A Brief History

Then ...

I started using computers thirty years ago, when I was still at school. In those days, computers were a rarity in schools. Upholland Grammar School had a single Z80-based microcomputer tucked away in a small room behind one of the classrooms. I had to get special permission so that I could spend an hour or two each week using the computer to teach myself how to program.

It was a Research Machines 380Z and it had 16 kilobytes of memory. The only permanent storage device was a cheap cassette recorder hooked up to it via an audio socket. When the computer was switched on, it booted into a low-level monitor system where you had two options: start feeding in Z80 machine code by hand, or load a Basic language interpreter from the cassette recorder. The computer was very sensitive to the playback volume setting on the cassette recorder, so the Basic interpreter rarely loaded on the first attempt.

... and now

These days, I work with high-performance Linux systems based on quad-core 64-bit AMD Opteron processors. Each machine has many gigabytes of memory and is connected to terabytes of data storage capacity.

At home, I have an Intel Core2 quad-core machine with 8 gigabytes of memory which runs Linux. My wife and I use it for our work and for email and web surfing. By the standards of the computers which I used as a PhD student, it's a desktop supercomputer!

A Personal Timeline

Computers, operating systems, languages and data formats that I have known. I still use entries in red in my daily work.

Year Hardware Operating systems Programming languages and data formats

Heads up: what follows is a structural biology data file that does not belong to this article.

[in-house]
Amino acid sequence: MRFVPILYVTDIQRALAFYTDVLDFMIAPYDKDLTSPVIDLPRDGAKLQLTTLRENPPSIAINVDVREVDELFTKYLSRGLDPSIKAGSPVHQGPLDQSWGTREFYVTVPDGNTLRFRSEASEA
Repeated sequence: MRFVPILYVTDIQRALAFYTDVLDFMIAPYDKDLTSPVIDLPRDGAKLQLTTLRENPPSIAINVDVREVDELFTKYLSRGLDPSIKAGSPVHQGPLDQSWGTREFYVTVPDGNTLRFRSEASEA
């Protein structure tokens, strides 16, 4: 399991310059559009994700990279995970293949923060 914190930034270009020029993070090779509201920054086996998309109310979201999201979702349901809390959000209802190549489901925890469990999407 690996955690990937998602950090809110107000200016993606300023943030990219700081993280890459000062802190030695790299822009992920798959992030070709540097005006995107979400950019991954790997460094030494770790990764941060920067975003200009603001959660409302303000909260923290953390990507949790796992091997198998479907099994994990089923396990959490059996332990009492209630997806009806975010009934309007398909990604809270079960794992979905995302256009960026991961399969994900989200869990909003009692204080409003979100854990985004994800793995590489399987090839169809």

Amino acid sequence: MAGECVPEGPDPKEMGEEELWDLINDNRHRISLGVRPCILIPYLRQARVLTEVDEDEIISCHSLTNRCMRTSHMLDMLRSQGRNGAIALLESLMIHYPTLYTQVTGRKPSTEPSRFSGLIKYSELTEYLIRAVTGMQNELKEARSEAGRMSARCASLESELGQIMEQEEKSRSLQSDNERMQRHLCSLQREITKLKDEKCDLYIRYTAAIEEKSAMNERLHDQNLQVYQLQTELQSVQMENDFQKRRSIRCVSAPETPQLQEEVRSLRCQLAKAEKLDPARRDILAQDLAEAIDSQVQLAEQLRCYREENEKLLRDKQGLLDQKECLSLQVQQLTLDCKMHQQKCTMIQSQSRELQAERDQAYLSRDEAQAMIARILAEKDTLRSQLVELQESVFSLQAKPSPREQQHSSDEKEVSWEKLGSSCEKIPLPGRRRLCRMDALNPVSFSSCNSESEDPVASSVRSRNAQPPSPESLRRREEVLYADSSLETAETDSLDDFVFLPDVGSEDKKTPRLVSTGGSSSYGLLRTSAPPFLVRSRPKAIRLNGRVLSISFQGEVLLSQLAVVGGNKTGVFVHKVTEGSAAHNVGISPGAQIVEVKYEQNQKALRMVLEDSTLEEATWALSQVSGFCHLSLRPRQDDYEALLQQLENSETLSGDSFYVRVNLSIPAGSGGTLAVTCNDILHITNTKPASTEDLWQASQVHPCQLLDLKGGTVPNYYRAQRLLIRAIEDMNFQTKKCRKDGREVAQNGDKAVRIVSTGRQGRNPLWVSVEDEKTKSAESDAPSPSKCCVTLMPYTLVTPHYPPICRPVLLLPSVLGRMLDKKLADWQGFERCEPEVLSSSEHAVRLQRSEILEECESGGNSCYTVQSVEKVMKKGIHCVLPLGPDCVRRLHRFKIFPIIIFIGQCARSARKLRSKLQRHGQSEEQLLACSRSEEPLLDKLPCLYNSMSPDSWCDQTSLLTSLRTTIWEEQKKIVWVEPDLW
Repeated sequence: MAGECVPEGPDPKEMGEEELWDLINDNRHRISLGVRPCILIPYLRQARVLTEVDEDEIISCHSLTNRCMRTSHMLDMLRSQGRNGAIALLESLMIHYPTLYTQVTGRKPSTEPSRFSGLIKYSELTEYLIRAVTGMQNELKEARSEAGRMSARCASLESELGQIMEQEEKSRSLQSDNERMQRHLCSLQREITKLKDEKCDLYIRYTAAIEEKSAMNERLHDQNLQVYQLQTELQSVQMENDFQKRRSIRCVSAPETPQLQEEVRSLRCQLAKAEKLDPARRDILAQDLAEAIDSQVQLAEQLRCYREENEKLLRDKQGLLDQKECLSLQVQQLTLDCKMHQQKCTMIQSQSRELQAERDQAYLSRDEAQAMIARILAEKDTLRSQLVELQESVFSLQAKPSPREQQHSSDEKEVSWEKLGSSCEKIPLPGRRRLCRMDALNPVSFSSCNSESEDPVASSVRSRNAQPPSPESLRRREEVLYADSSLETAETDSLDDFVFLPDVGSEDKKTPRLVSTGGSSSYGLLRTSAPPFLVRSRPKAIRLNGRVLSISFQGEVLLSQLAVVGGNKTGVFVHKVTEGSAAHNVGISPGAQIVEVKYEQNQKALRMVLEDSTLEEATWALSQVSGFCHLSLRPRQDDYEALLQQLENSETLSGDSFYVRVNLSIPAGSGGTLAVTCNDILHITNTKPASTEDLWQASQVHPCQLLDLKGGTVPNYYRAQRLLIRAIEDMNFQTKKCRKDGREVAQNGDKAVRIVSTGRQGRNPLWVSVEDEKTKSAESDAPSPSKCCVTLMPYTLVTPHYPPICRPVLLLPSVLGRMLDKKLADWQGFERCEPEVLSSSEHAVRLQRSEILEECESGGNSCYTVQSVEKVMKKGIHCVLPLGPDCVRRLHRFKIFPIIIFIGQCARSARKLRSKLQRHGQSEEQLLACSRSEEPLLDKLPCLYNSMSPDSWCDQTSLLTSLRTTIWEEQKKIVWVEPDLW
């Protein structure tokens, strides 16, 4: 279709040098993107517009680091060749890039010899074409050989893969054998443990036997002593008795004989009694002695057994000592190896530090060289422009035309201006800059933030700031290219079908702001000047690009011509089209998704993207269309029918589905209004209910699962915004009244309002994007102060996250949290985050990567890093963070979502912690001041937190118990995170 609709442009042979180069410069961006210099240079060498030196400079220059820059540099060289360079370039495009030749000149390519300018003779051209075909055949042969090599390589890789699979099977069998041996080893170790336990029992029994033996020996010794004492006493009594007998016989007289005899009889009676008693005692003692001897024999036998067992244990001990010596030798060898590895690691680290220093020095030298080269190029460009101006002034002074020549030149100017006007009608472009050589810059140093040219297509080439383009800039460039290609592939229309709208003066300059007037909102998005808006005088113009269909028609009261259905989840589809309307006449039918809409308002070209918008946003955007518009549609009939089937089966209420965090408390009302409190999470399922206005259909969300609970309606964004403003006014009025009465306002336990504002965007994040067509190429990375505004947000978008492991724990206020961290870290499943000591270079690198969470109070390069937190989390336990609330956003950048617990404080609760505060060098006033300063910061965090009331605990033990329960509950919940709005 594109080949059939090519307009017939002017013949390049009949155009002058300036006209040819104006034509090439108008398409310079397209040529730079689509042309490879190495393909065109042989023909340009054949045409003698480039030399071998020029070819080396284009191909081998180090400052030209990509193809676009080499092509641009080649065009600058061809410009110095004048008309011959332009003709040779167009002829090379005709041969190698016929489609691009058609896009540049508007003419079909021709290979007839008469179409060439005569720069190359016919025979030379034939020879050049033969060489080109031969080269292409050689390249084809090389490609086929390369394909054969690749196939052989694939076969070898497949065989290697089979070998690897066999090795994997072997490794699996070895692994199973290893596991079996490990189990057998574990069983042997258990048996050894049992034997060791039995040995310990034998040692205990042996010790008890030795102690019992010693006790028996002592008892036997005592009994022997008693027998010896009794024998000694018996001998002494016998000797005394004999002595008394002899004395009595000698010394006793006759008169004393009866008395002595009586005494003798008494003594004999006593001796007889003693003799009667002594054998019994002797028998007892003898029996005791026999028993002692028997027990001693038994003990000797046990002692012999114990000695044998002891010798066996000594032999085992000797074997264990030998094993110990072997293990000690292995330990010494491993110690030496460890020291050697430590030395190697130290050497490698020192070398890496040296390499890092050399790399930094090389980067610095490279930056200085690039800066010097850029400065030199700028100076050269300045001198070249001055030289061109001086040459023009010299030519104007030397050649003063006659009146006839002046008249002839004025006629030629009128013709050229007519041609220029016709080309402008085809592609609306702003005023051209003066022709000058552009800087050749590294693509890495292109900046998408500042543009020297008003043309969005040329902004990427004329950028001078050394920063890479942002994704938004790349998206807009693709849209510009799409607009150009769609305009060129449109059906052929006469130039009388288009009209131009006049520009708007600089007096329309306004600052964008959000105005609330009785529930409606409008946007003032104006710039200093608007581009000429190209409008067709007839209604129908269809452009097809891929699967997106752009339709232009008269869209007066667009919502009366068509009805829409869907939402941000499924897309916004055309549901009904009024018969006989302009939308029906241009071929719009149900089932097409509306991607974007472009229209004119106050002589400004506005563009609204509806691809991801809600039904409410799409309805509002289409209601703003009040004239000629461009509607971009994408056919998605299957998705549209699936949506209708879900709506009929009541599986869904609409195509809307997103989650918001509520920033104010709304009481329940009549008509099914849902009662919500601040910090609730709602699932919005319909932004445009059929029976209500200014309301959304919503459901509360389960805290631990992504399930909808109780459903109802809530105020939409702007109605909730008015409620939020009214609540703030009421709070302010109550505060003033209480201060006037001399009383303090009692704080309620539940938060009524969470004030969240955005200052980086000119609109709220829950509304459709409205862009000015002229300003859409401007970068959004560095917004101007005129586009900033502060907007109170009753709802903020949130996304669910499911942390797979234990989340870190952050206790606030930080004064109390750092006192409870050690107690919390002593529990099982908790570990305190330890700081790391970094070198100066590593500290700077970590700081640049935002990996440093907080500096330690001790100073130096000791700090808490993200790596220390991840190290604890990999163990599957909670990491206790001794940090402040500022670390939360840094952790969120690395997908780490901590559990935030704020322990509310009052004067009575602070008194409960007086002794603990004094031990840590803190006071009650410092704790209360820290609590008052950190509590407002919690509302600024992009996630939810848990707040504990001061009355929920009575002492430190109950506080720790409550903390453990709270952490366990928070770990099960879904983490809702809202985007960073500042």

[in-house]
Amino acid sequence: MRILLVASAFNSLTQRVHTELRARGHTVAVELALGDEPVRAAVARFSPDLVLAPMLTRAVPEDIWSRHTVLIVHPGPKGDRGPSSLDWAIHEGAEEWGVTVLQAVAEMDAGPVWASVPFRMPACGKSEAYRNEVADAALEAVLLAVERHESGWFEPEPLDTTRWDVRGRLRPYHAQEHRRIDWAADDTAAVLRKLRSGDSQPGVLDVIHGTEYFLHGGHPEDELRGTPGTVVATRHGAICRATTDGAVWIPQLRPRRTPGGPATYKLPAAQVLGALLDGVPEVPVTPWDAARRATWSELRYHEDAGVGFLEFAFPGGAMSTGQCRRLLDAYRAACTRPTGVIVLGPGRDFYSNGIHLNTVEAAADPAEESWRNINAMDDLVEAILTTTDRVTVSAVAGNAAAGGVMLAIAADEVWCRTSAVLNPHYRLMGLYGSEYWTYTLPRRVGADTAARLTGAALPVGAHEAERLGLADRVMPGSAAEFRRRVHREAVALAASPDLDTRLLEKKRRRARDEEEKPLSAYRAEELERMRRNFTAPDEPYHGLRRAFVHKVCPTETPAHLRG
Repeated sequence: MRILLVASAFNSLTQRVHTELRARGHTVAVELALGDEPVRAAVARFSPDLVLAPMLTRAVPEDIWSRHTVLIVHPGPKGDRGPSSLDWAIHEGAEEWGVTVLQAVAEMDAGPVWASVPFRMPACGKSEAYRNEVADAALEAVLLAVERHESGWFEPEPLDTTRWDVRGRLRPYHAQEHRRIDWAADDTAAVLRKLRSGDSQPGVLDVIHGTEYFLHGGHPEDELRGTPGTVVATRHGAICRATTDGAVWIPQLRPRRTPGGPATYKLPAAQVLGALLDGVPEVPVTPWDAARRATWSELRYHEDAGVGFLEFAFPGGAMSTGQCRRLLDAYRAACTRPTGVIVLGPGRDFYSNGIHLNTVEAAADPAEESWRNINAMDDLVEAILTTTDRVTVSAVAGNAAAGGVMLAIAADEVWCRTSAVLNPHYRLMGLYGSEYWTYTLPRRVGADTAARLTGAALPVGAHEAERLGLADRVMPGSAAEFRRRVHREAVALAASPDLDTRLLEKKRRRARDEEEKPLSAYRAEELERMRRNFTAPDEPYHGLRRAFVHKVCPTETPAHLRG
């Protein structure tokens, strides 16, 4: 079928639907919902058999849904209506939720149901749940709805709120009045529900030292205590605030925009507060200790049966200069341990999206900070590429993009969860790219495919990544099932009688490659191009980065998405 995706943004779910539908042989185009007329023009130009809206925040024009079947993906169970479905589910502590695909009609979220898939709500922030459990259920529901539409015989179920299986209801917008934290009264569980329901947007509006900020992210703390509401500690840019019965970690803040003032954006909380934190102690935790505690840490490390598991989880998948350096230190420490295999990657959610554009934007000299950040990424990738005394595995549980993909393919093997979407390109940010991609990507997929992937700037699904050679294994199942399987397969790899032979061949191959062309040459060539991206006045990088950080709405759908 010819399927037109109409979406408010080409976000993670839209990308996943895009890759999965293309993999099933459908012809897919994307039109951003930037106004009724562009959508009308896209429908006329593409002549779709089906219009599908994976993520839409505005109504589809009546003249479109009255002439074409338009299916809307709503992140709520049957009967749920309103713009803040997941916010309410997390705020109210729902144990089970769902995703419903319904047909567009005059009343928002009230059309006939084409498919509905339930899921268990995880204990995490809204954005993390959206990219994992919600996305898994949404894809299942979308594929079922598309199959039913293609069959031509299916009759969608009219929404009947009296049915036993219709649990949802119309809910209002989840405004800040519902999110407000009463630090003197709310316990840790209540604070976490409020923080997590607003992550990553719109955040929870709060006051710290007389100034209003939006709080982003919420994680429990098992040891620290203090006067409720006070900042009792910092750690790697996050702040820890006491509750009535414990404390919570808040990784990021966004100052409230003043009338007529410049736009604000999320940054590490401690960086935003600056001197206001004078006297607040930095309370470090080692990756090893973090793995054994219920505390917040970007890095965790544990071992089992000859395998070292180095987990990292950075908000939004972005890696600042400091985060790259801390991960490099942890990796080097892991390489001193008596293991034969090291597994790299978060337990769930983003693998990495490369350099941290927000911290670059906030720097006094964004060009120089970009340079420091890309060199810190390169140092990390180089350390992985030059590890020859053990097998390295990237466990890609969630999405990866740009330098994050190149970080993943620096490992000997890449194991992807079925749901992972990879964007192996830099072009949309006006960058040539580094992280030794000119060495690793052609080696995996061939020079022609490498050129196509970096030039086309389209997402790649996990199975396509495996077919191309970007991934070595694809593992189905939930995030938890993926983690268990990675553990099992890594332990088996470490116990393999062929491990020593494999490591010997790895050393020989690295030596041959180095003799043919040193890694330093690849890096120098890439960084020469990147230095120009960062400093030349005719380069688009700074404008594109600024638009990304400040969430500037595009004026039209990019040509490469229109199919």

1980 RM 380Z   Basic
1981 GEC 4000 OS/4000 Fortran 66
1984 IBM VM/370 VM/CMS Fortran 77, REDUCE, Camal, EXEC2
1985 DEC VAX VAX/VMS Maple
1986 Sinclair QL QDOS BCPL, Forth, 68k assembler
1987     Macsyma, VM/370 assembler
1988     Scratchpad, Mathematica, Rexx
1989 HP 9000 Unix (System V) C, awk, shell scripting, TeX
1990 HLH Orion Unix (BSD)  
1991 Sun Microsystems   PostScript
1993 80486-based PC Windows 3.1 Intel x86 assembler, C++
1994     Visual Basic
1995   Windows 95 Perl 4, HTML
1996     CGI
1998 Pentium-based PC Linux  
1999 Compaq Alpha Tru64 Unix Perl 5, Perl/Tk
2000     XML, PDF
2001     Java, MySQL
2002     PHP
2003 Apple Powerbook G4 OS X, Windows XP  
2004 Open University studies
2005 Open University studies
2006 Open University studies
2007     PostgreSQL
2008 64-bit multi-core AMD/Intel   CSS, XHTML, JavaScript, AJAX
2009     Ruby on Rails
2010   Windows 7  
2011     Oracle
2012   Android  

Old dog, new tricks

In November 2003, I enrolled on a part-time graduate diploma with the Open University, which is Britain's leading distance-learning university.

I was awarded the Postgraduate Diploma in Computing for Commerce and Industry in December 2006.

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